- Crosswords - You read an explanation and write a word in boxes. However, the difference between these crosswords and the ones in your morning newspaper is the theme of anatomy.
- Hangman - Stop yourself from getting hanged by knowing the anatomy word. Excellent for revising terminology.
- Scrabble - Master your anatomy vocabulary by chaining words together. Words are usually quite long in this subject so winning is not far fetched.
- Anatomy Arcade - The paradise of anatomy games. It is an online collection offering you jigsaws, crosswords, word-search, matching and much more! You can even whack a bone or poke a muscle! Have a go and learn with a smile. It’s right here!
Learn to play
“Learn to play”. More than likely this applies to your mind and views about games rather than actually doing it. Getting started is easy. It is literally just plug and play. There are no complicated steps. You don’t need a degree in computer science to start implementing this learning strategy.
You just need to get your hands on some board games and some anatomy enthusiastic medical school friends. Alternatively, if your friends are fed up of anatomy, just perform a quick Google search or go to Anatomy Arcade from the comfort of your own chair. It’s that easy!
Play to learn
“Play to learn”. Perhaps not a very obvious view past the age of seven. However, one that you should start implementing in your learning. There are many reasons to learn anatomy by playing games. The advantages can be summed up in Salen’s and Zimmerman’s (2003) definition of a game:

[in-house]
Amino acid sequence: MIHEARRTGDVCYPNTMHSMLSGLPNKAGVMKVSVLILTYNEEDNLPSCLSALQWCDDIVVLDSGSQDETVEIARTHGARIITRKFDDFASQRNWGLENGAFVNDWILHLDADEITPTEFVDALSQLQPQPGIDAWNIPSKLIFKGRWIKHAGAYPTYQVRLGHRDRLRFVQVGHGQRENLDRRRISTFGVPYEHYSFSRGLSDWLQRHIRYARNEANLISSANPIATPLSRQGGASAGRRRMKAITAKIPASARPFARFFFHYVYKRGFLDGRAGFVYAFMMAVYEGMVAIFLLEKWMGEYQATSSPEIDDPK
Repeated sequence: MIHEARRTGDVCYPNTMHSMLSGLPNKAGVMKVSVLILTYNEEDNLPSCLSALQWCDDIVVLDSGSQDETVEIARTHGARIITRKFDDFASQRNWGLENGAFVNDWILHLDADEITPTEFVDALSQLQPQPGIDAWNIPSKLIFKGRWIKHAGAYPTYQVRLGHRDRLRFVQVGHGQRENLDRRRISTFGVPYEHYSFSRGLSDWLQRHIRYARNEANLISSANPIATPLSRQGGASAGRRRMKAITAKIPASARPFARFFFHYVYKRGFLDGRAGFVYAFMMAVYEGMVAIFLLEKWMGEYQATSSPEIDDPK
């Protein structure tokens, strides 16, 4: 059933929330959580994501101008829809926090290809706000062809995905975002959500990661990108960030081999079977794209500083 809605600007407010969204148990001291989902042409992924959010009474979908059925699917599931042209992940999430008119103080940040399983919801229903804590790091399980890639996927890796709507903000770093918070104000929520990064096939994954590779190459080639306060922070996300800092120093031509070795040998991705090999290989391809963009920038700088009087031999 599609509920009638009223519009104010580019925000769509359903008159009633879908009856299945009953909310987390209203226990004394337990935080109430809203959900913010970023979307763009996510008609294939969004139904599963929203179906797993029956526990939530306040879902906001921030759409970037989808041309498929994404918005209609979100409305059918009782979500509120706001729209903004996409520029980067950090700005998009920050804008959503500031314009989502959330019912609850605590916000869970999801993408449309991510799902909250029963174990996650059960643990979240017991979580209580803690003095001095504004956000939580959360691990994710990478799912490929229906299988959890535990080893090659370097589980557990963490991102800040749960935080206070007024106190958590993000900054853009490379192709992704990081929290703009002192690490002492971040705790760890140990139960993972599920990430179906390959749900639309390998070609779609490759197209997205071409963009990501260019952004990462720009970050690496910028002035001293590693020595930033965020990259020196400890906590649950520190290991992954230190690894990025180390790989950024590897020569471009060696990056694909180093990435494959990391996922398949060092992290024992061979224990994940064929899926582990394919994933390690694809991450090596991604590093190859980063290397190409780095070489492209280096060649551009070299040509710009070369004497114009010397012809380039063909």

“A game is a system in which players engage in an artificial conflict, defined by the rules, that results in a quantifiable outcome.”
- System - It has a purpose, goal and a method to achieve it. Despite being games, “there’s a method in the madness”. These games have been designed and/or can be used specifically to learn anatomy. They are adaptable, having several layers of difficulty. Do you want to be challenged according to YOUR level of knowledge? Put down the books for a while and go play a game!
- Engage - It’s fun, different and lively. How many students do you think learn anatomy by playing games? Very few, if any. That’s because they automatically overlook it for being infantile rather than being useless. Be among those that spice up their learning every now and then!
- Rules - It follows the anatomical rules. The images, terms and jigsaw pieces are anatomically correct. You’re not wasting your time by learning incorrectly.
- Quantifiable outcome - You genuinely learn. Games are excellent at making you comfortable with the terminology, a fundamental aspect of anatomy. On top of that, they provide you with feedback. You can actually see, measure or quantify how much you learn and know. Just like quizzes, these games use scores to measure how right or wrong you are. You have gaps in your knowledge? You lose! You’re an expert at the subject? You win! You know exactly where you stand.